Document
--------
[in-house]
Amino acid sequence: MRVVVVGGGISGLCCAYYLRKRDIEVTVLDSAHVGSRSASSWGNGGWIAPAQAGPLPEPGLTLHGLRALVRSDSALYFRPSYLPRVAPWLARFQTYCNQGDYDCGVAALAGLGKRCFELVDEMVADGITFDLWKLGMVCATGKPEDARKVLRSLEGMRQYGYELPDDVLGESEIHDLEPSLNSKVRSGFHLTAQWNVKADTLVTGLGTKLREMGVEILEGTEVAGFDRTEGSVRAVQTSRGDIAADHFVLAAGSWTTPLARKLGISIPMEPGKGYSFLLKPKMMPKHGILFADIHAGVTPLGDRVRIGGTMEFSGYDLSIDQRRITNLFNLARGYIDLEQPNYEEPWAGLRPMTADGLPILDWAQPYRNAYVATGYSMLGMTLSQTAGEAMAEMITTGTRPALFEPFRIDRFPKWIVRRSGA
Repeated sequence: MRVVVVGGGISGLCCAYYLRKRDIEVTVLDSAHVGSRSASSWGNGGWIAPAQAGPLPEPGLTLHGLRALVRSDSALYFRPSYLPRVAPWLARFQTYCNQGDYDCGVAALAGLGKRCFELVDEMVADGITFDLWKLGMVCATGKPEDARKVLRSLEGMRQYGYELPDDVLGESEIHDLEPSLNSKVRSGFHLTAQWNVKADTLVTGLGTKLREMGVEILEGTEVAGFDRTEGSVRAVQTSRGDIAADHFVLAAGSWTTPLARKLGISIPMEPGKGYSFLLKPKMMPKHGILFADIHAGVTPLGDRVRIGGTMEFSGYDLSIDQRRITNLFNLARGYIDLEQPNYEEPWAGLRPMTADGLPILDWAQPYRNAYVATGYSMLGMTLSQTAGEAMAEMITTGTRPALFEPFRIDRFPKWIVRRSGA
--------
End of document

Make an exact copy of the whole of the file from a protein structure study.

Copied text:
[in-house]
Amino acid sequence: MRVVVVGGGISGLCCAYYLRKRDIEVTVLDSAHVGSRSASSWGNGGWIAPAQAGPLPEPGLTLHGLRALVRSDSALYFRPSYLPRVAPWLARFQTYCNQGDYDCGVAALAGLGKRCFELVDEMVADGITFDLWKLGMVCATGKPEDARKVLRSLEGMRQYGYELPDDVLGESEIHDLEPSLNSKVRSGFHLTAQWNVKADTLVTGLGTKLREMGVEILEGTEVAGFDRTEGSVRAVQTSRGDIAADHFVLAAGSWTTPLARKLGISIPMEPGKGYSFLLKPKMMPKHGILFADIHAGVTPLGDRVRIGGTMEFSGYDLSIDQRRITNLFNLARGYIDLEQPNYEEPWAGLRPMTADGLPILDWAQPYRNAYVATGYSMLGMTLSQTAGEAMAEMITTGTRPALFEPFRIDRFPKWIVRRSGA
Repeated sequence: MRVVVVGGGISGLCCAYYLRKRDIEVTVLDSAHVGSRSASSWGNGGWIAPAQAGPLPEPGLTLHGLRALVRSDSALYFRPSYLPRVAPWLARFQTYCNQGDYDCGVAALAGLGKRCFELVDEMVADGITFDLWKLGMVCATGKPEDARKVLRSLEGMRQYGYELPDDVLGESEIHDLEPSLNSKVRSGFHLTAQWNVKADTLVTGLGTKLREMGVEILEGTEVAGFDRTEGSVRAVQTSRGDIAADHFVLAAGSWTTPLARKLGISIPMEPGKGYSFLLKPKMMPKHGILFADIHAGVTPLGDRVRIGGTMEFSGYDLSIDQRRITNLFNLARGYIDLEQPNYEEPWAGLRPMTADGLPILDWAQPYRNAYVATGYSMLGMTLSQTAGEAMAEMITTGTRPALFEPFRIDRFPKWIVRRSGA